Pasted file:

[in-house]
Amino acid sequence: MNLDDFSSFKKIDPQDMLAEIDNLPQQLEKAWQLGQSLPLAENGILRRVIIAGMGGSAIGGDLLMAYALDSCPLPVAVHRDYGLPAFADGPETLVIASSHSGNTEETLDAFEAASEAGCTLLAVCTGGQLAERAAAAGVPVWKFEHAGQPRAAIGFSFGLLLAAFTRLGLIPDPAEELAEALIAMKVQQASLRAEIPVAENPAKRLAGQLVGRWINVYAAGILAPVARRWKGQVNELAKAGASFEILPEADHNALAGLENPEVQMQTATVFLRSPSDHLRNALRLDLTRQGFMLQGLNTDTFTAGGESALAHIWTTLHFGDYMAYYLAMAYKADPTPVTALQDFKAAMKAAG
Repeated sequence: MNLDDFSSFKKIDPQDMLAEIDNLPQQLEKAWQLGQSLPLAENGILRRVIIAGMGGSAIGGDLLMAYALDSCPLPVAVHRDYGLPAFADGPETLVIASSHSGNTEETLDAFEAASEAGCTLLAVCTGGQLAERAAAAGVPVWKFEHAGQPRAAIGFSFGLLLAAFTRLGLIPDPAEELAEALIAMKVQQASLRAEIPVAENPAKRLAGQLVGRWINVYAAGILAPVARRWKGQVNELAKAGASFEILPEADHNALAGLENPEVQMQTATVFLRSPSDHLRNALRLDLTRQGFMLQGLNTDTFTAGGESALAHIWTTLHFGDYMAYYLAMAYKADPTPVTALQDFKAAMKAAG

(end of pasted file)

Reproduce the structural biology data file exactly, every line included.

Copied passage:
[in-house]
Amino acid sequence: MNLDDFSSFKKIDPQDMLAEIDNLPQQLEKAWQLGQSLPLAENGILRRVIIAGMGGSAIGGDLLMAYALDSCPLPVAVHRDYGLPAFADGPETLVIASSHSGNTEETLDAFEAASEAGCTLLAVCTGGQLAERAAAAGVPVWKFEHAGQPRAAIGFSFGLLLAAFTRLGLIPDPAEELAEALIAMKVQQASLRAEIPVAENPAKRLAGQLVGRWINVYAAGILAPVARRWKGQVNELAKAGASFEILPEADHNALAGLENPEVQMQTATVFLRSPSDHLRNALRLDLTRQGFMLQGLNTDTFTAGGESALAHIWTTLHFGDYMAYYLAMAYKADPTPVTALQDFKAAMKAAG
Repeated sequence: MNLDDFSSFKKIDPQDMLAEIDNLPQQLEKAWQLGQSLPLAENGILRRVIIAGMGGSAIGGDLLMAYALDSCPLPVAVHRDYGLPAFADGPETLVIASSHSGNTEETLDAFEAASEAGCTLLAVCTGGQLAERAAAAGVPVWKFEHAGQPRAAIGFSFGLLLAAFTRLGLIPDPAEELAEALIAMKVQQASLRAEIPVAENPAKRLAGQLVGRWINVYAAGILAPVARRWKGQVNELAKAGASFEILPEADHNALAGLENPEVQMQTATVFLRSPSDHLRNALRLDLTRQGFMLQGLNTDTFTAGGESALAHIWTTLHFGDYMAYYLAMAYKADPTPVTALQDFKAAMKAAG